Between 1969 - 1980, the Indian state carried out two rounds of nationalization (14 banks in 1969, and a subsequent 4 in 1980) that meant it controlled ~90% of the banking industry. Post liberalization, the RBI began licensing a new wave of private banks. Some of the now familiar names in Indian banking - IndusInd, Axis , ICICI, HDFC, Yes Bank - were created during the 1993 - 2003 period.
In 2013, the RBI constituted the Nachiket Mor committee to study and propose ways to further financial inclusion, and increase access to financial services. On the recommendations of the committee, it introduced licenses for two kinds of niche banks:
Payments Banks: to provide small savings accounts, and payments and domestic remittance services via a low-cost, high-technology model (and to provide a broader regulatory framework for the then burgeoning mobile wallet or pre-paid instrument providers to expand their operations)
Small Finance Banks: to provide savings vehicles, and supply of credit to small business units, small and marginal farmers, micro and small industries, and other unorganized sector entities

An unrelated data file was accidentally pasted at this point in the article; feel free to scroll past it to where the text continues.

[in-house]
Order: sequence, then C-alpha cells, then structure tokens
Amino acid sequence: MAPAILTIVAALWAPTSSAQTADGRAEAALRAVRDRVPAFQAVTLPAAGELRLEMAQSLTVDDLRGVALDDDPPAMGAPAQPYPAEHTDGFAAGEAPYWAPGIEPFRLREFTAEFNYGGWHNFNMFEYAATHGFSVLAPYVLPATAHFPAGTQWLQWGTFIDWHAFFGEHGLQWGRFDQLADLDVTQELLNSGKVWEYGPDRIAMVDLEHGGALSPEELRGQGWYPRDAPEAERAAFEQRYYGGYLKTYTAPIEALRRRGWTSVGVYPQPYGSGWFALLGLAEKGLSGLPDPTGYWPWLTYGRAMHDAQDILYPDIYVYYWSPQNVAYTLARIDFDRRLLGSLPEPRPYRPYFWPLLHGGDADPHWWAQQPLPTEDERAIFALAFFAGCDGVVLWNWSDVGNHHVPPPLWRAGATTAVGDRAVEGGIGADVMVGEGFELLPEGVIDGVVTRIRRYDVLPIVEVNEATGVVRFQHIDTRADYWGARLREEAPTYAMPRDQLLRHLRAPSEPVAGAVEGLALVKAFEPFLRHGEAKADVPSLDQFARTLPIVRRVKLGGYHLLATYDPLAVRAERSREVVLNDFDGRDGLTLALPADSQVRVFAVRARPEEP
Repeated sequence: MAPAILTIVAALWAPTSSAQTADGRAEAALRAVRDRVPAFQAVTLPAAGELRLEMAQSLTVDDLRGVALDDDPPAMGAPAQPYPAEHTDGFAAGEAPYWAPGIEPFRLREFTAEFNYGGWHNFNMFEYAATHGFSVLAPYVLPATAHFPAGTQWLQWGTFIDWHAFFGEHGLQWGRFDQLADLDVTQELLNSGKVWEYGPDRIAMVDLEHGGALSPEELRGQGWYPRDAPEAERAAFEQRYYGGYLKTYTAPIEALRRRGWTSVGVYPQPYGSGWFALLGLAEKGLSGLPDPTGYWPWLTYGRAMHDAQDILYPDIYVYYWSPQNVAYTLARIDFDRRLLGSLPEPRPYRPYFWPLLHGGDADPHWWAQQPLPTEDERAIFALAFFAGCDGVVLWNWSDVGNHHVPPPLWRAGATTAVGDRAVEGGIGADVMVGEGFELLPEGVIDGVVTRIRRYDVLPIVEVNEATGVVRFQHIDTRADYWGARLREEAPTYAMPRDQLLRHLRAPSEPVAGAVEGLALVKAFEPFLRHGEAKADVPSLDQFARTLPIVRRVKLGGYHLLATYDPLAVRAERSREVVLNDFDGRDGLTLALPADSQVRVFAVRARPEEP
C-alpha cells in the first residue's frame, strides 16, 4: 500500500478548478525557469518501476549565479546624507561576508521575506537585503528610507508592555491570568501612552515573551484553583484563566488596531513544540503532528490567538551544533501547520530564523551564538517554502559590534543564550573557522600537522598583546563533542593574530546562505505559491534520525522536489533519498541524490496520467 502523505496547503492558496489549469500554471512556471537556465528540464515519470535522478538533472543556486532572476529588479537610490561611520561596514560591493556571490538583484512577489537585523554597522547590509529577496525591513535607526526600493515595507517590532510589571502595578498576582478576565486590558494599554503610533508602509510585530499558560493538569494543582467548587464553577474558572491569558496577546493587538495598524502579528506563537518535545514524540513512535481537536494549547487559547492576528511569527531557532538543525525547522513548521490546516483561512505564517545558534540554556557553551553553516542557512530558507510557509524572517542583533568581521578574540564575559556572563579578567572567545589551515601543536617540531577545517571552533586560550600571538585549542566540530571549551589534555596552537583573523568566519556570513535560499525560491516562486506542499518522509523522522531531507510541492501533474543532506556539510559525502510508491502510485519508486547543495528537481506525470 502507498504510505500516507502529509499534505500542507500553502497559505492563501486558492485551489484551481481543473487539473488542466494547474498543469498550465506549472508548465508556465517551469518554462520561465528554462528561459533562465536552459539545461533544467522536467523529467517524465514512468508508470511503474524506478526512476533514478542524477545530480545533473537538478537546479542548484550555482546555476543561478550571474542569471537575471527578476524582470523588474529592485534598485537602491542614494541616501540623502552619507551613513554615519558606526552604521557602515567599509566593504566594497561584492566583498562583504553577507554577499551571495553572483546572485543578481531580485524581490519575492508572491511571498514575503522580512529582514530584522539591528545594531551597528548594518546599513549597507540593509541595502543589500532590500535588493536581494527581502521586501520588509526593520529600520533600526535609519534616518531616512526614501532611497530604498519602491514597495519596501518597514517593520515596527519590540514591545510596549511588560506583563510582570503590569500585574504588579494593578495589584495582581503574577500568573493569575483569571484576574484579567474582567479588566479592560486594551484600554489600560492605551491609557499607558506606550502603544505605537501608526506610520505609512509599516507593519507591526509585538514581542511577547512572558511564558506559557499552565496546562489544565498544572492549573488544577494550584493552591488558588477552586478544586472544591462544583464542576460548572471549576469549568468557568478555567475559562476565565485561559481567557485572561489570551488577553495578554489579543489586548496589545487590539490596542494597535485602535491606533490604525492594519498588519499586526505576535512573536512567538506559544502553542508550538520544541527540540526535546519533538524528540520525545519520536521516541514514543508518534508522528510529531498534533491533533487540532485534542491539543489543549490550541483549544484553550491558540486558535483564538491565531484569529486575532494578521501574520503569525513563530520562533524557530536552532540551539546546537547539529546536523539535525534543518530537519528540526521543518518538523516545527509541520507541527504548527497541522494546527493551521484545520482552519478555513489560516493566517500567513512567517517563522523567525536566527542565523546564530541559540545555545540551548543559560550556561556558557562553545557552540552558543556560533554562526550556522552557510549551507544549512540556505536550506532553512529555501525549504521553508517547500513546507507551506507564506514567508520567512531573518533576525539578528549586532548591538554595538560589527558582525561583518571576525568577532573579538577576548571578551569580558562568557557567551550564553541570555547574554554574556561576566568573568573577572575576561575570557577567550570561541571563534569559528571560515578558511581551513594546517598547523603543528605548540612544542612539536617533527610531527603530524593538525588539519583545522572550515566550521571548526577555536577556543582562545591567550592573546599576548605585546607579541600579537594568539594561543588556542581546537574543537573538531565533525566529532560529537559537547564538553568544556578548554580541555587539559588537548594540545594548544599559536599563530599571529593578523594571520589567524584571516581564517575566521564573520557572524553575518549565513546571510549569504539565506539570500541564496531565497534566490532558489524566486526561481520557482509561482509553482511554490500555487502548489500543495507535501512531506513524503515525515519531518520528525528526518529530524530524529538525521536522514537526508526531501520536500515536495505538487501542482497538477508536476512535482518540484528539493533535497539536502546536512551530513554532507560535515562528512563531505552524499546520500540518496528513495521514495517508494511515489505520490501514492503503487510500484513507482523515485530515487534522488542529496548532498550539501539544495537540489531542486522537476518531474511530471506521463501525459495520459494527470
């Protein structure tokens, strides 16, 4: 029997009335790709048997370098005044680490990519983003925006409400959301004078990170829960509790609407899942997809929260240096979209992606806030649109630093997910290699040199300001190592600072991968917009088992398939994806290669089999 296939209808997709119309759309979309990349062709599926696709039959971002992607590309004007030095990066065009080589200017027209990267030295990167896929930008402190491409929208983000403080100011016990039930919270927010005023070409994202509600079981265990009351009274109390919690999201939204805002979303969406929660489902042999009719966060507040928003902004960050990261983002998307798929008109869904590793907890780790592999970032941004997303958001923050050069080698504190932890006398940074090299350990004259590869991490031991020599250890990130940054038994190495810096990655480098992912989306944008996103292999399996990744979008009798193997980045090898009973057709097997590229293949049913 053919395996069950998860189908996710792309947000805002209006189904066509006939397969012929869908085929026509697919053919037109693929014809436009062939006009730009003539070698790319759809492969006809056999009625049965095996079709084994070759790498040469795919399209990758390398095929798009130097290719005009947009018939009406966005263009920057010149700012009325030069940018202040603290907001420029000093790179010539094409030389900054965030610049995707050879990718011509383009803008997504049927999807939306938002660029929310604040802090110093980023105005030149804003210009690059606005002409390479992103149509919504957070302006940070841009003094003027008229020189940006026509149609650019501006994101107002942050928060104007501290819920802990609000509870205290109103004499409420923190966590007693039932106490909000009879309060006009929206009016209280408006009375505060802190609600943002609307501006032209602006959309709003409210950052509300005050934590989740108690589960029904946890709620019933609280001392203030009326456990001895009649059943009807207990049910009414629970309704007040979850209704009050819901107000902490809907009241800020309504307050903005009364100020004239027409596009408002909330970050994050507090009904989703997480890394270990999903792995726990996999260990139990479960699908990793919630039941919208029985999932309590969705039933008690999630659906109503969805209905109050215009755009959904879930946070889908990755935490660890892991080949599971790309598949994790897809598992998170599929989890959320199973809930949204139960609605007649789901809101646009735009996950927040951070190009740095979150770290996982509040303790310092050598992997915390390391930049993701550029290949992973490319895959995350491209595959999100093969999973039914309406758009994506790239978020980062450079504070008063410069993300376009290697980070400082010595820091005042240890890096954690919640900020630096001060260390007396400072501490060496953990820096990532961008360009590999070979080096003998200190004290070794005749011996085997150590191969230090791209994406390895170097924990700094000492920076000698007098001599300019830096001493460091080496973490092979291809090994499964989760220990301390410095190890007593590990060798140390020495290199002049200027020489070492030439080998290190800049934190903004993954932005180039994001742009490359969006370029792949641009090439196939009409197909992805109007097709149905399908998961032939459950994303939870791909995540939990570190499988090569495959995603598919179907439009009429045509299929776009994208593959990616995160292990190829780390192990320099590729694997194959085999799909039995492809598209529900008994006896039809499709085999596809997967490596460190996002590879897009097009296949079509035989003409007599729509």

In 2015, the RBI gave 11 entities licenses to operate as payments banks (including PayTM, and telco players like Airtel, Reliance, and Vodafone). However, this category of bank has not taken off - only 7 of the 11 entities even started operations, and of those only 4 have any sort of fully fledged business. There were certain constraints in the RBI's regulations that hobbled payments banks from the start. These included:
Restrictions of maximum balance of Rs 1,00,000 per customer
At least 75% statutory liquidity ratio (vs 22% for other commercial banks)
Inability to provide loans or credit cards
That the experiment in payments banks has failed is something that even the RBI seems to have realized. It announced last year that payments banks can apply for conversion into small finance banks, which have had much more success, given their looser regulatory requirements, and ability to lend.
The failure of the payments bank model, probably also has a lot to a whole host of things that have changed in India's financial landscape since 2014. For one, the country has made massive strides in financial inclusion as a result of the Pradhan Mantri Jan Dhan Yojana initiative, which was launched in late 2014, and largely driven by public sector banks. The figures below speak for themselves.